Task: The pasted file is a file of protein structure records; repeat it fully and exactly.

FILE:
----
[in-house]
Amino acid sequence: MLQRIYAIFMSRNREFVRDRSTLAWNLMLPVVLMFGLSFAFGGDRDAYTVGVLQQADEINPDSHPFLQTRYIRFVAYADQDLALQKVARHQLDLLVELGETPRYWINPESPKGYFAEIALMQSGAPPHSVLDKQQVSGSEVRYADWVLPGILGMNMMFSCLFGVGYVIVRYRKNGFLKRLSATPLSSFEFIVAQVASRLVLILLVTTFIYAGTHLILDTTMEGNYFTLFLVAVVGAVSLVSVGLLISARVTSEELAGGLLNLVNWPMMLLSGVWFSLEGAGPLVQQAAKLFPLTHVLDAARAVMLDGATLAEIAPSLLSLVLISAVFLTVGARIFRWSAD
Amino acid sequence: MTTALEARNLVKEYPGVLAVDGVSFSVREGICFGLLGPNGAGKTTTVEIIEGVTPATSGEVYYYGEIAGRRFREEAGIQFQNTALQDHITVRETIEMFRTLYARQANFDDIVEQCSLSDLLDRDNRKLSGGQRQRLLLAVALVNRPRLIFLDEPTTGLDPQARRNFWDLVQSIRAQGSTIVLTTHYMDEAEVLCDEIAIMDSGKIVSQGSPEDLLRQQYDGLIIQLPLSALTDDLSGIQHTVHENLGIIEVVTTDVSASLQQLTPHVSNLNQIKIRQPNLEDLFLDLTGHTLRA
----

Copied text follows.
[in-house]
Amino acid sequence: MLQRIYAIFMSRNREFVRDRSTLAWNLMLPVVLMFGLSFAFGGDRDAYTVGVLQQADEINPDSHPFLQTRYIRFVAYADQDLALQKVARHQLDLLVELGETPRYWINPESPKGYFAEIALMQSGAPPHSVLDKQQVSGSEVRYADWVLPGILGMNMMFSCLFGVGYVIVRYRKNGFLKRLSATPLSSFEFIVAQVASRLVLILLVTTFIYAGTHLILDTTMEGNYFTLFLVAVVGAVSLVSVGLLISARVTSEELAGGLLNLVNWPMMLLSGVWFSLEGAGPLVQQAAKLFPLTHVLDAARAVMLDGATLAEIAPSLLSLVLISAVFLTVGARIFRWSAD
Amino acid sequence: MTTALEARNLVKEYPGVLAVDGVSFSVREGICFGLLGPNGAGKTTTVEIIEGVTPATSGEVYYYGEIAGRRFREEAGIQFQNTALQDHITVRETIEMFRTLYARQANFDDIVEQCSLSDLLDRDNRKLSGGQRQRLLLAVALVNRPRLIFLDEPTTGLDPQARRNFWDLVQSIRAQGSTIVLTTHYMDEAEVLCDEIAIMDSGKIVSQGSPEDLLRQQYDGLIIQLPLSALTDDLSGIQHTVHENLGIIEVVTTDVSASLQQLTPHVSNLNQIKIRQPNLEDLFLDLTGHTLRA